Rate-dependence of the compressive and tensile strength of granites

Kendrick, Jackie E. and Lamur, Anthony and Mouli-Castillo, Julien and Fraser-Harris, Andrew P. and Lightbody, Alexander and Edlmann, Katriona and McDermott, Christopher and Shipton, Zoe (2023) Rate-dependence of the compressive and tensile strength of granites. Advances in Geosciences, 62. pp. 11-19. ISSN 1680-7359 (https://doi.org/10.5194/adgeo-62-11-2023)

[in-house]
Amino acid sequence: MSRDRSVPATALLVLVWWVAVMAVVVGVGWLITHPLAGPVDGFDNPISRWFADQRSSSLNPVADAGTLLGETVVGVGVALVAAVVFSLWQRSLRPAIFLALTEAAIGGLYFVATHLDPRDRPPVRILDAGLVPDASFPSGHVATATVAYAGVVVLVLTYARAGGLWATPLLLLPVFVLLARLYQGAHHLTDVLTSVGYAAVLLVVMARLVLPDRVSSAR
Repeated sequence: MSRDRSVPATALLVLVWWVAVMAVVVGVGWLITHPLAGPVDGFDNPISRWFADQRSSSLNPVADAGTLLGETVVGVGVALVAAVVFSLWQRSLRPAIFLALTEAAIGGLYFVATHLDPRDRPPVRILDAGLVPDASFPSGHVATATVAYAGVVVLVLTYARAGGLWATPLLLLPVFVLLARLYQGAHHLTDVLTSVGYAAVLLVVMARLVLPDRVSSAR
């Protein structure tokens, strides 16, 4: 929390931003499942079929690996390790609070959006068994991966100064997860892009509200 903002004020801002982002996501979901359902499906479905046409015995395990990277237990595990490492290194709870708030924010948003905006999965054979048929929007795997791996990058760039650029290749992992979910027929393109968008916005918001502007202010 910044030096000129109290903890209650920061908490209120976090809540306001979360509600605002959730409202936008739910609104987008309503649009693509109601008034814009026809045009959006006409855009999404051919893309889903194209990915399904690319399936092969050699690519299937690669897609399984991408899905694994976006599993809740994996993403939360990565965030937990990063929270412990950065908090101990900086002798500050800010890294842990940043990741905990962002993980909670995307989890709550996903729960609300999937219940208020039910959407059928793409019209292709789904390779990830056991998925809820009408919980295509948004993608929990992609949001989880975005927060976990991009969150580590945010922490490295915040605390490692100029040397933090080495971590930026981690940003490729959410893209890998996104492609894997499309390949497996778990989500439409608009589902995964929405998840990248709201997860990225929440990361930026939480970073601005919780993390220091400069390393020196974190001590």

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The strength and rupture of geomaterials are integral to subsurface engineering practices, such as those required to optimise geothermal energy extraction. Of particular importance is the time- and strain-rate-dependence of material strength, which dictates the energy released upon failure, and impacts the magnitude of induced seismicity, fracture architecture and thus hydraulic conductivity and system permeability. Here, we performed a series of uniaxial compression and Brazilian tensile strength measurements at a range of deformation rates in order to constrain the impact of strain rate on the strength of G603 granite. The dense, low permeability, medium-grained granites were mechanically tested at 4 strain rates (or diametric equivalent strain rates in the case of Brazilian tests) from 10−5 to 10−2 s−1, such that sample failure was achieved in anything from below 1s at the fastest rate in tension, to over 1000s at the slowest rate in compression. The applied rates encompassed those recommended by ISRM and ASTM material testing standards for compressive and Brazilian tensile testing. We found a significant rate strengthening effect, whereby compressive and tensile strength both increased by approximately 35 % across the 4 orders of magnitude of strain rate tested. We found that the static Young's modulus remained relatively constant across this range of deformation rates, however variability was reduced at faster rates, owing to the reduced time for equilibration of the system to imposed stresses. The lower strength at slower strain rates causes smaller stress drops, indicating that rocks driven to compressive and tensile failure at slower rates release less energy upon failure. Such constraints of the strain-rate-dependence of material strength, in contrast to the use of standardised material characteristics conventionally used in Engineering Geology applications, will prove useful as we develop increasingly sophisticated strategies such as cyclic soft stimulation to access resources using less energy, whilst reducing environmental risk and producing less waste.